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Darwin Correspondence Project

To Daniel Oliver   17 October [1860]

15 Marine Parade | Eastbourne

Oct 17th

My dear Sir

I am infinitely obliged for your mass of interesting facts & extracts.—1 The only at all full account which I have seen of Dionæa is by Mr Curtus, quoted by author (Lindley?) in Penny Encyclopædia.2 Lindley also refers to Dionæa having been fed & flourished on chopped meat.—   I think you could see with lens on growing plant whether colour in Sensitive Hairs becomes broken after being touched; that experiment & effect of C. of Ammonia on disc could be very interesting. A good dissector, I daresay could follow the cells with red matter from base of sensitive Hair, & thus follow its nerves!—

Many thanks about stomata; it was uncommonly stupid in me not to think of your explanation, which I have hardly a doubt is right;3 for it was after removing the tortoise-like glands, which are mounted on very short footstalks, that I saw the appearance of stomata: I have hardly a doubt that my so-called stomata are 2 cells of the footstalk.—

Thanks for your various analogies & comparisons about the moving red matter: it is beyond me; I shall just publish what I saw.—4 I think that you have misunderstood me in supposing that this appearance follows only from C. of Ammonia.— it is better seen in the Hairs which have naturally contracted over a fly or other object; & this it is, which seems to me to make the case curious.— I have been ascertaining this morning how quickly C. of Ammonia acts; & certainly 13 seconds suffice for the absorption & for a marked change in structure in the glands; in one minute the action reaches the upper part of footstalk.—   No other substance (such as Acetate, Oxalate, nitrate of Ammonia &c &c) acts nearly so quickly, though they do act after some time; the acetate of Ammonia is next in quickness.—   I suspect that milk, urine &c & these salts do not act until they have become decomposed, & yield C. of Ammonia.—   I cannot avoid suspecting that we see in the action of these substances on the leaves of Drosera what chemists believe takes place with organic manures on the roots of other plants.—5 I am going to try tomorrow C. of Ammonia on the root of Drosera & on some other common plant.—6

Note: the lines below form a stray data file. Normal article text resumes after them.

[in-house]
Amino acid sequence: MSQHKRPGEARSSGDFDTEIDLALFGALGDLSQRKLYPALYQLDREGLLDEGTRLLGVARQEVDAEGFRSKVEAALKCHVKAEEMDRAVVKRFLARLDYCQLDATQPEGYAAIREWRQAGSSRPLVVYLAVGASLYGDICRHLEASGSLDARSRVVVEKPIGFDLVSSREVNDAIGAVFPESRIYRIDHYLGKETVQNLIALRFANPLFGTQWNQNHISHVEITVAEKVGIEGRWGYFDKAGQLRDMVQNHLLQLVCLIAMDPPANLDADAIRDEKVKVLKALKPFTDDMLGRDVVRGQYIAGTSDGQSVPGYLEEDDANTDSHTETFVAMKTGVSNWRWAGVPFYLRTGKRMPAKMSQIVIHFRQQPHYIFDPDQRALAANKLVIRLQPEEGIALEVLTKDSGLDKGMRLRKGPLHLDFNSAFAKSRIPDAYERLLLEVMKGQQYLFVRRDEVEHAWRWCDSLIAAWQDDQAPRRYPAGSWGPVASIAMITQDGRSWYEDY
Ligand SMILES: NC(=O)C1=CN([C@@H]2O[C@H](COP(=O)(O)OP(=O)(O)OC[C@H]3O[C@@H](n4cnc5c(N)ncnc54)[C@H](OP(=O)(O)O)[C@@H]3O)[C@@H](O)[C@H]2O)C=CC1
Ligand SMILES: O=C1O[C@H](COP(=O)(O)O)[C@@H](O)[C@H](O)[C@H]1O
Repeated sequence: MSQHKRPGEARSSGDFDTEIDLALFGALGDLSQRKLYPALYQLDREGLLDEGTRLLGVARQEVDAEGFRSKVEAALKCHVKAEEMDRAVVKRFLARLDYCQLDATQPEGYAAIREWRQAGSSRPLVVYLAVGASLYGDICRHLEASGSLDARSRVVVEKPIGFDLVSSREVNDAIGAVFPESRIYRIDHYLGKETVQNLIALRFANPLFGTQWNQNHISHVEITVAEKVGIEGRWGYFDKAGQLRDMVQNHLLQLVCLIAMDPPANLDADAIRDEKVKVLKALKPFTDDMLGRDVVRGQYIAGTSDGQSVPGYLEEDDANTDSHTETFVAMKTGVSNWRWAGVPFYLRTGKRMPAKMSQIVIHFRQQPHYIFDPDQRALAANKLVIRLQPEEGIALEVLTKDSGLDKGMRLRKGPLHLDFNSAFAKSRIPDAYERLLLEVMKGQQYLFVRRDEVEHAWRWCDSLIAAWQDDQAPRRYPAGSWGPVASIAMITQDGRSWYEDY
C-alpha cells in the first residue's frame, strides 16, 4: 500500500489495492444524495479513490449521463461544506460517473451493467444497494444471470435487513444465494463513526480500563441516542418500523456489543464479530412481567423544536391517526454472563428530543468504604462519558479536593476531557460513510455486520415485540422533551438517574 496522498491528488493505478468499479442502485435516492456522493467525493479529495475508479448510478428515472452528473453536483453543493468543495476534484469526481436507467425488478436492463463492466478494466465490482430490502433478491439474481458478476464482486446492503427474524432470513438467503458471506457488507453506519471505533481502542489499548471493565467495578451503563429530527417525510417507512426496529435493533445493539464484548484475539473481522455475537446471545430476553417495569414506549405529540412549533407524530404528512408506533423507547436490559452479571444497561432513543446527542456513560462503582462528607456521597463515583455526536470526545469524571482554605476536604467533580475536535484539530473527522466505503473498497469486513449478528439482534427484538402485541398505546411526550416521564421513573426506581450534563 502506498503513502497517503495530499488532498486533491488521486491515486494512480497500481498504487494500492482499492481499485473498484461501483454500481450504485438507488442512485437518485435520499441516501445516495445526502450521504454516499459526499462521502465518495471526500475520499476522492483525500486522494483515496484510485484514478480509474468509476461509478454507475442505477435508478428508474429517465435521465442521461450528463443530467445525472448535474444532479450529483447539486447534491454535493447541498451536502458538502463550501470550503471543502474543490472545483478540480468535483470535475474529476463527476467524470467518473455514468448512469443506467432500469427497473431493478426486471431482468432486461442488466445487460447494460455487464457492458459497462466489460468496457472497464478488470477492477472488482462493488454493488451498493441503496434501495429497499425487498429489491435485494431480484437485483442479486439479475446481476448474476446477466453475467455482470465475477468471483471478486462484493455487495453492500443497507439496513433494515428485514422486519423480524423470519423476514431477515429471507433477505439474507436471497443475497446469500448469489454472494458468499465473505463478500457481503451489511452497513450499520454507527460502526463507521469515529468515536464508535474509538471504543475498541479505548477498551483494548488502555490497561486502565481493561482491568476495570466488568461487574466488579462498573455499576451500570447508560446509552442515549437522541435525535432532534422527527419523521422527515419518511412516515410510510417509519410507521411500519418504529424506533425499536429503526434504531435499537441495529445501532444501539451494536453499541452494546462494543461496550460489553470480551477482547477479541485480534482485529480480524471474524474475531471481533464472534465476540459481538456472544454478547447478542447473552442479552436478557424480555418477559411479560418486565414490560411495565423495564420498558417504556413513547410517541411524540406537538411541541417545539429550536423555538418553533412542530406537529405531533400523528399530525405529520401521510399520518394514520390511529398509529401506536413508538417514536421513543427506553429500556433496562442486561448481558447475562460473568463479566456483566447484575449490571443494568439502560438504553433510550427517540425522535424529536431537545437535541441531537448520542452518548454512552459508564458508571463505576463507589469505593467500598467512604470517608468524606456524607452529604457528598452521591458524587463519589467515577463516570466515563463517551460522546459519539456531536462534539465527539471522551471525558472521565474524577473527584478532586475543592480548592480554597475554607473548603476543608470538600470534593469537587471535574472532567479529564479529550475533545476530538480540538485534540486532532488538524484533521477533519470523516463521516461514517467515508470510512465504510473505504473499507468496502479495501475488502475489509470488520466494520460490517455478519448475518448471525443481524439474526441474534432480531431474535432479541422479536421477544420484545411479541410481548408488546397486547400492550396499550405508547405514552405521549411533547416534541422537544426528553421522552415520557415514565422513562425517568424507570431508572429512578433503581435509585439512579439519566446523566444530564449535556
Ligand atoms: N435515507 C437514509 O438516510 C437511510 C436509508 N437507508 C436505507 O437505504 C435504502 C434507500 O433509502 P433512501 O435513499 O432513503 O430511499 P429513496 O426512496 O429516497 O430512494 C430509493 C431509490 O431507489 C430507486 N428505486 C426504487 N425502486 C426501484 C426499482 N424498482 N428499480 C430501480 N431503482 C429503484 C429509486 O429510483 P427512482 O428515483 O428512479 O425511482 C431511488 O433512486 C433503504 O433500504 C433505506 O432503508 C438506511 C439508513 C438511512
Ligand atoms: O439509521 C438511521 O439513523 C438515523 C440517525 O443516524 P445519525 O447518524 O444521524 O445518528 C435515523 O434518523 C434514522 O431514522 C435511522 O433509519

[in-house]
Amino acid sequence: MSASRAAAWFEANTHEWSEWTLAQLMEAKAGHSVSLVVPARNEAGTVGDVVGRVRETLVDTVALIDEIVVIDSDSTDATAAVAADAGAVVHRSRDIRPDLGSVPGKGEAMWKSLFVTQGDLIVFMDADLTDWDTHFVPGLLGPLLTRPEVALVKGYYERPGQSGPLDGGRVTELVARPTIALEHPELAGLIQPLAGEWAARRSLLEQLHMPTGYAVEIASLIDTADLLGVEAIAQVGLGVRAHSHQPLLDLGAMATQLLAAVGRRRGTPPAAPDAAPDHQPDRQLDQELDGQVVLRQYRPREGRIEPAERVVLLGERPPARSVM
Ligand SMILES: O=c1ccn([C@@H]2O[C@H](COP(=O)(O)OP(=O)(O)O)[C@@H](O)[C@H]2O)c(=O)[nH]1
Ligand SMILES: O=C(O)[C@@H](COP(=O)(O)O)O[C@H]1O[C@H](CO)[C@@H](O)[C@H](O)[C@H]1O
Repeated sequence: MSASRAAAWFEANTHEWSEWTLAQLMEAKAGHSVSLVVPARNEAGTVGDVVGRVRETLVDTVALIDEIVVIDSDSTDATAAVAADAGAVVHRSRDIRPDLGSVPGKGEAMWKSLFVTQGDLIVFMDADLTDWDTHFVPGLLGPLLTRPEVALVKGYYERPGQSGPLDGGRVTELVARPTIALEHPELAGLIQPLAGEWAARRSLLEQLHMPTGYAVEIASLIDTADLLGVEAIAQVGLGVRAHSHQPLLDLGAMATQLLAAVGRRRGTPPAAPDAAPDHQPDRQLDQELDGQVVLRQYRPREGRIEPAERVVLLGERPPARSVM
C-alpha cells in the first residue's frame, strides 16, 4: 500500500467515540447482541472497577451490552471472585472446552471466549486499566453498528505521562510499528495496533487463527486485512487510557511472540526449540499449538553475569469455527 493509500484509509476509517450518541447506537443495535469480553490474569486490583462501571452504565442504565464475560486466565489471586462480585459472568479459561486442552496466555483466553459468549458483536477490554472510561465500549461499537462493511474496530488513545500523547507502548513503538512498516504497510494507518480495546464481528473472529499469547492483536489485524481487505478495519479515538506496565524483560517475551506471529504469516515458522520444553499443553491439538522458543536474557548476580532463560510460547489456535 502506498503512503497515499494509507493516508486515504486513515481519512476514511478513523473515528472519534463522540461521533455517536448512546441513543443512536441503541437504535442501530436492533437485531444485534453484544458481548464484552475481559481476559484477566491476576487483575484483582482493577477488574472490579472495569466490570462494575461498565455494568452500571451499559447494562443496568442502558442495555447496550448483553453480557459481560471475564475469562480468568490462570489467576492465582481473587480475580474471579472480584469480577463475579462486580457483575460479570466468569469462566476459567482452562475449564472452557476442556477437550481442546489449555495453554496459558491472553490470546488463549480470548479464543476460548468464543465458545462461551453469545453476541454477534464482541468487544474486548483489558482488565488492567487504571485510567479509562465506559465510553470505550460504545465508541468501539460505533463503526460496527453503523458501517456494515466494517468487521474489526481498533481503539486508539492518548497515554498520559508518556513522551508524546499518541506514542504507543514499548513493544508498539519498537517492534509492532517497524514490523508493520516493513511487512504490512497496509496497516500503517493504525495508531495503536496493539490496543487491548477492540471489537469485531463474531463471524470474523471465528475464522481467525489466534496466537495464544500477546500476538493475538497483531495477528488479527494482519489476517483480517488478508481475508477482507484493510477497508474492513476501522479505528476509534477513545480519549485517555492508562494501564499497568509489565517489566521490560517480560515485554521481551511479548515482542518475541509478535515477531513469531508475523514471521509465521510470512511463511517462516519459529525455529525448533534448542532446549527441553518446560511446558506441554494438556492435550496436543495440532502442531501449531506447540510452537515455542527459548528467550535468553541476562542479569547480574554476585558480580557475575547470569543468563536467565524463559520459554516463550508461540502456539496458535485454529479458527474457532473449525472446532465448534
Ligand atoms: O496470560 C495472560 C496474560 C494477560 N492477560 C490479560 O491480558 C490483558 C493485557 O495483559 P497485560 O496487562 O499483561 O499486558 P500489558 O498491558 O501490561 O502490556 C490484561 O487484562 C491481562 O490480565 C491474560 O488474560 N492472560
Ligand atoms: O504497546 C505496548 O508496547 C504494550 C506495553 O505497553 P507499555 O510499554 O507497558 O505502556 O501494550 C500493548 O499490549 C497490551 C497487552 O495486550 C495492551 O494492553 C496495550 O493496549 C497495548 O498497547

Thanks about Elatine—& for Goodenia Plants.— Pray thank Croker7 for all great trouble which he has taken.—

I have told Murray to send you copy of my Journal,8 which I am very glad you did not possess.—

Yours very truly | C. Darwin

The day after tomorrow I shall begin & draw up my paper on Drosera; for I have wasted a shameful lot of time on it—& yours also.9

The leaves of D. spathulata will not open.—


See letter from Daniel Oliver, [15–16 October 1860]. The letter that apparently accompanied the note has not been found.
Moses Ashley Curtis, a resident of North Carolina where Dionaea is native, was quoted by John Lindley in [Lindley] 1837, p. 508. CD cited Curtis 1834 in Insectivorous plants, p. 301 n.